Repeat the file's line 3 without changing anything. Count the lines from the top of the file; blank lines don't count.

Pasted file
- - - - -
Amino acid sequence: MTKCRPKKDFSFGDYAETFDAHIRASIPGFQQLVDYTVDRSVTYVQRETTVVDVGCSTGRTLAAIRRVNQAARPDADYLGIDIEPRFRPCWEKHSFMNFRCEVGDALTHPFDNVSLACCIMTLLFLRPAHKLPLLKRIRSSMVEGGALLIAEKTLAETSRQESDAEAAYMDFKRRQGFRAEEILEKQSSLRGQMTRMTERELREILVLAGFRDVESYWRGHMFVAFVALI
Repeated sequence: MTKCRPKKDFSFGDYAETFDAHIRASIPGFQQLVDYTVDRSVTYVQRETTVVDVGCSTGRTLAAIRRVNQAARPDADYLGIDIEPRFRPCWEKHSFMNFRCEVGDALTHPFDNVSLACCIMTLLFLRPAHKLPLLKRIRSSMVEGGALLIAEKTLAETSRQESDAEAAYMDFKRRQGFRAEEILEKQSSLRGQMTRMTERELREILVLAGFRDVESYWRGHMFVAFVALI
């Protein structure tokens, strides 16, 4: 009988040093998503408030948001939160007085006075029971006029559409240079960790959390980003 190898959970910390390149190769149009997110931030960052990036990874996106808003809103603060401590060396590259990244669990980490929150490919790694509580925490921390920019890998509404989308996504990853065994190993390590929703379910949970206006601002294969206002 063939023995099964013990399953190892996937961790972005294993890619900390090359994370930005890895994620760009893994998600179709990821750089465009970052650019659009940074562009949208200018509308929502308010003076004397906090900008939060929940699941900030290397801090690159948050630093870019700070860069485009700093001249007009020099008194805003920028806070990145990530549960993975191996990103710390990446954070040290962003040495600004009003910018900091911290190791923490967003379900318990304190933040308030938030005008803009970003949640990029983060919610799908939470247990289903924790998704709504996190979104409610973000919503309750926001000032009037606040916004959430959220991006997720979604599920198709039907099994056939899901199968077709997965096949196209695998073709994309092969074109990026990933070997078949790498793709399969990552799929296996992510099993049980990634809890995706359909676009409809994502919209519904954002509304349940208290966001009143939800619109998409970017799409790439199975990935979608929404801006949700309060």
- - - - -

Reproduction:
């Protein structure tokens, strides 16, 4: 009988040093998503408030948001939160007085006075029971006029559409240079960790959390980003 190898959970910390390149190769149009997110931030960052990036990874996106808003809103603060401590060396590259990244669990980490929150490919790694509580925490921390920019890998509404989308996504990853065994190993390590929703379910949970206006601002294969206002 063939023995099964013990399953190892996937961790972005294993890619900390090359994370930005890895994620760009893994998600179709990821750089465009970052650019659009940074562009949208200018509308929502308010003076004397906090900008939060929940699941900030290397801090690159948050630093870019700070860069485009700093001249007009020099008194805003920028806070990145990530549960993975191996990103710390990446954070040290962003040495600004009003910018900091911290190791923490967003379900318990304190933040308030938030005008803009970003949640990029983060919610799908939470247990289903924790998704709504996190979104409610973000919503309750926001000032009037606040916004959430959220991006997720979604599920198709039907099994056939899901199968077709997965096949196209695998073709994309092969074109990026990933070997078949790498793709399969990552799929296996992510099993049980990634809890995706359909676009409809994502919209519904954002509304349940208290966001009143939800619109998409970017799409790439199975990935979608929404801006949700309060």